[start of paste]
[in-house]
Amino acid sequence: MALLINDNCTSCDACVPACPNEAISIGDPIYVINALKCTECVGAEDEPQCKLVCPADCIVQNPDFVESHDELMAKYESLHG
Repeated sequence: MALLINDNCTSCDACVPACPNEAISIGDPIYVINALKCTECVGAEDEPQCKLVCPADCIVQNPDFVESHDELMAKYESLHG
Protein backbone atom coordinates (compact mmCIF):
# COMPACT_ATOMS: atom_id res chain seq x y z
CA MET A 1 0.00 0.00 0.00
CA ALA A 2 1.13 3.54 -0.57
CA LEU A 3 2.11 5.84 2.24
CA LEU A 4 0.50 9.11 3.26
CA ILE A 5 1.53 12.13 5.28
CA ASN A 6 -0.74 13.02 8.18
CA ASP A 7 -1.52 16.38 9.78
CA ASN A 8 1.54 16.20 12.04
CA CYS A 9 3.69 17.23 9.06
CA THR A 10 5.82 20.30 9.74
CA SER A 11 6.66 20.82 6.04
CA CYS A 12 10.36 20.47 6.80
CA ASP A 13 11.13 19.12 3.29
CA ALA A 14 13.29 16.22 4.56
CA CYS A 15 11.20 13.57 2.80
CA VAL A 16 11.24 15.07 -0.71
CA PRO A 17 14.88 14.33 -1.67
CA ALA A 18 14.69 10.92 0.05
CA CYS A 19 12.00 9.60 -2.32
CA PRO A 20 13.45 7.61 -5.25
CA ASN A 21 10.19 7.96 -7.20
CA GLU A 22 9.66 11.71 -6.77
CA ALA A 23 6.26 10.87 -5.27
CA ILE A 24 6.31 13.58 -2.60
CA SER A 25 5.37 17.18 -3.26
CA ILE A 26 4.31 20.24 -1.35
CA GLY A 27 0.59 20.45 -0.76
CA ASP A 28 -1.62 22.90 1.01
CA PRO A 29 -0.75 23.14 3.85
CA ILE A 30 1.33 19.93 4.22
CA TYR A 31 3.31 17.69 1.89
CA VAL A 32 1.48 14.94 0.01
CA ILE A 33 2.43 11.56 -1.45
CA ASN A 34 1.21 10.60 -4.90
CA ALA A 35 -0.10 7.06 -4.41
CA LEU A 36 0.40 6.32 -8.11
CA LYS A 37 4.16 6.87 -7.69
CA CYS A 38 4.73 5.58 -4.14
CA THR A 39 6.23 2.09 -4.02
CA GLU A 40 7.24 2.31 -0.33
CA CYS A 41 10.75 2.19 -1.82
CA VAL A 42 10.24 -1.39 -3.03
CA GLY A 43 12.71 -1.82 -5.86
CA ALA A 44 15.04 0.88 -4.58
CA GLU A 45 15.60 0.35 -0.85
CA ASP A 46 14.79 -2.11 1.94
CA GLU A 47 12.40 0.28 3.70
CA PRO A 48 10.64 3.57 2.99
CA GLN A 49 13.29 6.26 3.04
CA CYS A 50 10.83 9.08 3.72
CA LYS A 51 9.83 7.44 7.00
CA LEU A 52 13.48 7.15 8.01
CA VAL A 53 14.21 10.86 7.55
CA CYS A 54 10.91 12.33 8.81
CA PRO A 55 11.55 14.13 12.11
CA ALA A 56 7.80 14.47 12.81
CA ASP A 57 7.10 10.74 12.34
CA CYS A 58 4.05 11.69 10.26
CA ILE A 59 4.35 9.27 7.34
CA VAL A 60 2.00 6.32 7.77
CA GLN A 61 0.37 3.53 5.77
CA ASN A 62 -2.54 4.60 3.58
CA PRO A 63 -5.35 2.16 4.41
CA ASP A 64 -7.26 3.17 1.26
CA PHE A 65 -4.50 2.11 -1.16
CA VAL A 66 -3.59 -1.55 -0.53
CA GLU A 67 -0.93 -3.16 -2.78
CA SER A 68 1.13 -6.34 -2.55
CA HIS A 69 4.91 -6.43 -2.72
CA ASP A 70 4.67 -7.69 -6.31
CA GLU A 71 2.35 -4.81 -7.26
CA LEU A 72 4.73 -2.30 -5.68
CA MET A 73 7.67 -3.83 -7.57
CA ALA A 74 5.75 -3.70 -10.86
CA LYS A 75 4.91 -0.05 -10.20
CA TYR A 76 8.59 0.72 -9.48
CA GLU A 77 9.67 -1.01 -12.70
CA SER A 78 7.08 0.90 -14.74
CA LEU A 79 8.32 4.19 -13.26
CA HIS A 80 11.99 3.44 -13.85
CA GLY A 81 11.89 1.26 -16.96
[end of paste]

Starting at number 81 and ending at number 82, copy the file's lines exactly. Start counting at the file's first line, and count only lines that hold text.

CA TYR A 76 8.59 0.72 -9.48
CA GLU A 77 9.67 -1.01 -12.70